An independent Scotland using the pound outside of a currency union would have a more stable financial system and economy than it has now or than a currency union could provide, argues Sam Bowman. ‘Adaptive sterlingization’ – a combined policy of unilateral use of GBP without a formal currency union and reform of Scottish banking regulations – would reduce risk-taking and increase competition in banking, significantly reducing the prospect of large-scale bank panics and financial crises. The ‘dollarized’ economies of Latin America – Panama, Ecuador and El Salvador – provide strong modern-day evidence that banking systems do better without central lenders of last resort.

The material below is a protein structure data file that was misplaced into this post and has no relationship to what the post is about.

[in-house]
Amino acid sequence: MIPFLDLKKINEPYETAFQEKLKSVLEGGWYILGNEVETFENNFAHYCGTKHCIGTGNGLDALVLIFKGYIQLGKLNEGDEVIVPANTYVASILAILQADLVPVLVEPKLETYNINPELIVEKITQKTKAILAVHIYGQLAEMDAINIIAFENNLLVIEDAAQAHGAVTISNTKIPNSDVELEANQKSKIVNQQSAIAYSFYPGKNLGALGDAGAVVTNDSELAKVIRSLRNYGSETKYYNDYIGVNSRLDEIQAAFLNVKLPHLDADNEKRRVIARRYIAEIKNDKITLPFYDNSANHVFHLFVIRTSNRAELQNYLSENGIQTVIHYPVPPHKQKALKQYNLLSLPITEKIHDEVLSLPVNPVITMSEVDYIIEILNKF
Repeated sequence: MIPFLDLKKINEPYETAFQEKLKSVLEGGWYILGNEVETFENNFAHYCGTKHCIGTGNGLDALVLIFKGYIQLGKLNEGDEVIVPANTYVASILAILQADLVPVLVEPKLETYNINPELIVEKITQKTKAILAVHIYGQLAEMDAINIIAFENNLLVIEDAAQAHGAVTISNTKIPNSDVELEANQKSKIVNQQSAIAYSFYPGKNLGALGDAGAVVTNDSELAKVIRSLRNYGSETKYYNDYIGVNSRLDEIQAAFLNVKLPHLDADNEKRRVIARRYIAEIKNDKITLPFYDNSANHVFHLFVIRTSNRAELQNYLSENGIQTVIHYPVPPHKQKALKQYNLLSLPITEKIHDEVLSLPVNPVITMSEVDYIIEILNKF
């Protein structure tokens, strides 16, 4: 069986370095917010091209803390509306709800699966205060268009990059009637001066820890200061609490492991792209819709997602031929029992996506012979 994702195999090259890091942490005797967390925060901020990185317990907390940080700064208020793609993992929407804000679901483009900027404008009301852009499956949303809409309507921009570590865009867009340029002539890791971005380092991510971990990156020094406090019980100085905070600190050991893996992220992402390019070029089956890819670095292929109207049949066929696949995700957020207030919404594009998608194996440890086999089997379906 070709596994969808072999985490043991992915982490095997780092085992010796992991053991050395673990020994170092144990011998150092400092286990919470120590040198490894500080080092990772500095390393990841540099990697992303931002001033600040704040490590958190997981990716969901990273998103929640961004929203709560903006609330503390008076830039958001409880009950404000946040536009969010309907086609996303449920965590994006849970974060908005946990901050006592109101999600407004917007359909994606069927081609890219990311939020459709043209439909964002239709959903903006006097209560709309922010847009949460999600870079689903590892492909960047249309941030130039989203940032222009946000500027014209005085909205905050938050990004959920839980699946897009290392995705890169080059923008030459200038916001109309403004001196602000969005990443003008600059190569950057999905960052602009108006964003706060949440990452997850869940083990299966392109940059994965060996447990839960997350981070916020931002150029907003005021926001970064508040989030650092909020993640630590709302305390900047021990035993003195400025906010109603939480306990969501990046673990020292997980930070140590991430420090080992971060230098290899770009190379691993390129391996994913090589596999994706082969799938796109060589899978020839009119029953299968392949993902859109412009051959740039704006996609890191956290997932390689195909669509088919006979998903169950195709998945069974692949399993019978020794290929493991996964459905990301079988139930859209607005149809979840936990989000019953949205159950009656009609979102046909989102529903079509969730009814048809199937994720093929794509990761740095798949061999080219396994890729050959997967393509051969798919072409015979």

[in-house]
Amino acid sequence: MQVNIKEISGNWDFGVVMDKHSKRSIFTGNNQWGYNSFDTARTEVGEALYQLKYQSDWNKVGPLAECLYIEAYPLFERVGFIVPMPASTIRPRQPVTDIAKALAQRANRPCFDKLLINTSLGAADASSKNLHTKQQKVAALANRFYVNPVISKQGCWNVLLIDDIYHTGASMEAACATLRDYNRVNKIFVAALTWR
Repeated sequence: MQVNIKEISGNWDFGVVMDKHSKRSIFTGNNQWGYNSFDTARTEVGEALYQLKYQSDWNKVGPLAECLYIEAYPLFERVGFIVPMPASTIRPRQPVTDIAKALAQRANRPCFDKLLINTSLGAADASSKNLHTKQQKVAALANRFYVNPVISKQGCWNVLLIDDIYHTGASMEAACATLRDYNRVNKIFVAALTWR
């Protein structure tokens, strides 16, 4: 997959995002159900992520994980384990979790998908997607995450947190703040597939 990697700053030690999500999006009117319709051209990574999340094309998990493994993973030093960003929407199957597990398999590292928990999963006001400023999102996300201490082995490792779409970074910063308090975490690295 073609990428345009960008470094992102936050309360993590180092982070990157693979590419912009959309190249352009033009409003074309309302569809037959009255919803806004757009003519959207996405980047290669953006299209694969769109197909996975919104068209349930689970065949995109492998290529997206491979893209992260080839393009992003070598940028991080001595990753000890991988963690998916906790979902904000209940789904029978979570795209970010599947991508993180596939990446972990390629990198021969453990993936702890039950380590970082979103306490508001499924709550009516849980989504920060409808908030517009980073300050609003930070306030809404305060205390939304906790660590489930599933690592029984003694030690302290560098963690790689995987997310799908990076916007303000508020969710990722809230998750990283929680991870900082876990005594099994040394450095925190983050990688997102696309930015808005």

Despite all the heated exchanges over UK Prime Minister David Cameron’s plan to renegotiate Britain’s membership of the EU, whether the UK stays in or leaves the EU may not be critical for the City. Far more important, says Tim Ambler, is the need to create a single global market for financial services. In such a global market, the potential for such a leading-edge financial services provider as London is unlimited.
The US Department of Justice’s lawsuit against Standard and Poor’s is misguided, says our legal writer Lawsmith. It was the market’s confidence in the ratings agencies that was at fault, not the agencies themselves.